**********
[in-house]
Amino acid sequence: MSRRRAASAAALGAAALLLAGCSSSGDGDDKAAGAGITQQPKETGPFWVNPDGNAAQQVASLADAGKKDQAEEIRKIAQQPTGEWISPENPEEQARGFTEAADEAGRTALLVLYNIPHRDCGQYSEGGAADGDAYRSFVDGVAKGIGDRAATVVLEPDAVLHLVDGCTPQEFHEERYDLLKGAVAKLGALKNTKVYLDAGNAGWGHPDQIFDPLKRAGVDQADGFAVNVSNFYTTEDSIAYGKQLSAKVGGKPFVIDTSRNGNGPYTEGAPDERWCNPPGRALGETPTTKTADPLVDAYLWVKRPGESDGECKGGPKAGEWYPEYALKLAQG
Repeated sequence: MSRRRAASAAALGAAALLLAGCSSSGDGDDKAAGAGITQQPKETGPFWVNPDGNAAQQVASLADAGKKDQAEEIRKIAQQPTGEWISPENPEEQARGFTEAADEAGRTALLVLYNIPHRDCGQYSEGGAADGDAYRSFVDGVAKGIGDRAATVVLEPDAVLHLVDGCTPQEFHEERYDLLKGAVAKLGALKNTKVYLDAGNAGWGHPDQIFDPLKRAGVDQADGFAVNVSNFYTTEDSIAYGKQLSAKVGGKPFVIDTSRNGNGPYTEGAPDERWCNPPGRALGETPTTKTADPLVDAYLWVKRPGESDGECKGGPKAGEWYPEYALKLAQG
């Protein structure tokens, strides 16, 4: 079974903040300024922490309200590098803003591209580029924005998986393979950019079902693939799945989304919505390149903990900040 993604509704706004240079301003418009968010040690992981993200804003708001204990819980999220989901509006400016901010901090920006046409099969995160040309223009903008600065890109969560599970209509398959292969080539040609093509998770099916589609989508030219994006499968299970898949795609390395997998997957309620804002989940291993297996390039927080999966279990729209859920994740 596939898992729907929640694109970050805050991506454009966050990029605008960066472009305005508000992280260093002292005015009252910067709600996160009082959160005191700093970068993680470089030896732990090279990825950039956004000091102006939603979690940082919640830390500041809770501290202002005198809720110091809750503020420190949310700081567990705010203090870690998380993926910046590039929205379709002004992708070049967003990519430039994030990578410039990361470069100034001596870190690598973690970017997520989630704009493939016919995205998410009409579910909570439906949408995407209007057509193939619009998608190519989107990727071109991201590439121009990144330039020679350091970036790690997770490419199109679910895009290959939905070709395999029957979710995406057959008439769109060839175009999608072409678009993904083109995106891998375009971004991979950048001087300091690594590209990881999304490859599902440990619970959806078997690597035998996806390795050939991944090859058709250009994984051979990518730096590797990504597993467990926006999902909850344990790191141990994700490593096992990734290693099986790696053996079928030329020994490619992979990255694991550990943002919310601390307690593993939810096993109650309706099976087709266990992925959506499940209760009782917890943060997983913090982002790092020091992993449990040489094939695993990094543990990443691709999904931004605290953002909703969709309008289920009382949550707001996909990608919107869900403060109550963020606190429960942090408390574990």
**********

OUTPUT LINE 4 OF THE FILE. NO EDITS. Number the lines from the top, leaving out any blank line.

């Protein structure tokens, strides 16, 4: 079974903040300024922490309200590098803003591209580029924005998986393979950019079902693939799945989304919505390149903990900040 993604509704706004240079301003418009968010040690992981993200804003708001204990819980999220989901509006400016901010901090920006046409099969995160040309223009903008600065890109969560599970209509398959292969080539040609093509998770099916589609989508030219994006499968299970898949795609390395997998997957309620804002989940291993297996390039927080999966279990729209859920994740 596939898992729907929640694109970050805050991506454009966050990029605008960066472009305005508000992280260093002292005015009252910067709600996160009082959160005191700093970068993680470089030896732990090279990825950039956004000091102006939603979690940082919640830390500041809770501290202002005198809720110091809750503020420190949310700081567990705010203090870690998380993926910046590039929205379709002004992708070049967003990519430039994030990578410039990361470069100034001596870190690598973690970017997520989630704009493939016919995205998410009409579910909570439906949408995407209007057509193939619009998608190519989107990727071109991201590439121009990144330039020679350091970036790690997770490419199109679910895009290959939905070709395999029957979710995406057959008439769109060839175009999608072409678009993904083109995106891998375009971004991979950048001087300091690594590209990881999304490859599902440990619970959806078997690597035998996806390795050939991944090859058709250009994984051979990518730096590797990504597993467990926006999902909850344990790191141990994700490593096992990734290693099986790696053996079928030329020994490619992979990255694991550990943002919310601390307690593993939810096993109650309706099976087709266990992925959506499940209760009782917890943060997983913090982002790092020091992993449990040489094939695993990094543990990443691709999904931004605290953002909703969709309008289920009382949550707001996909990608919107869900403060109550963020606190429960942090408390574990």